, , , ,

One of the things that irks me the most is when people describe their work as ‘original’.


Because when I hear that, it’s usually said in a very blasé, obnoxiously smug way. Not only am I annoyed at this display of smugness, but I am also made very uncomfortable by the fact that this person is refusing to acknowledge every and anyone in influencing them in any way.

That’s what it means to me. I mean, I might be totally wrong, and I’m sure the person making this seemingly innocent comment has no idea the weight of their words is crushing me with deep annoyance.

The thing is though, I remember my Extension English teacher telling me about how teachers were encouraged to call ‘creative writing’ ‘imaginative writing’ instead because it was a more accurate term due to the fact that it was highly unlikely that completely new writing styles were being created in our day and age. That is kind of my point. I very much doubt that Shakespeare called himself ‘original’, even though he is one of the few people who might be able to get away with calling himself so.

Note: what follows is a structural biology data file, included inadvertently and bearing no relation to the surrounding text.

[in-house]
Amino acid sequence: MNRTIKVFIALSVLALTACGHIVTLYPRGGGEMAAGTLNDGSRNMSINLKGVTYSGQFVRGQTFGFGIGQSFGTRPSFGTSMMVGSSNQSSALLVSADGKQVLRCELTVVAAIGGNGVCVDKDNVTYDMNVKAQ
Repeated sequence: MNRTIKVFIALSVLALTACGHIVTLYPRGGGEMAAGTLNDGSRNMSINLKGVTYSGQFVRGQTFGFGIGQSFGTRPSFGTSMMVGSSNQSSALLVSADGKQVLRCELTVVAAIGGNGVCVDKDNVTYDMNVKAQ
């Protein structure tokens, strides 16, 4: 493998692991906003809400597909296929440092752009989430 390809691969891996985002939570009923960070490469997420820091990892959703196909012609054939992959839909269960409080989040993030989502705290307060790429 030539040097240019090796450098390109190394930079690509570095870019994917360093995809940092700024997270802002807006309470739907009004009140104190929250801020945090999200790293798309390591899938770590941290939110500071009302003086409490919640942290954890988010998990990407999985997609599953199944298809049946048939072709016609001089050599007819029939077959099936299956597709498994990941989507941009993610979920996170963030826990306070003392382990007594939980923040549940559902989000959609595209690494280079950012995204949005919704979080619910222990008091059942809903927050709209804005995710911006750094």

An artist living today no matter how great would be unwise to completely discredit artistic influences because they are there, even without the artist’s awareness. Things influence us both consciously and unconsciously there’s no way you can fight that, but why would you?

The arts are all about sharing, that’s the beautiful thing about it. Sure, you can aspire to make a whole new movement in art or literature which is completely devoid of any human influence, you can try if you like! But it probably feels quite lonely on top of that mountain peak.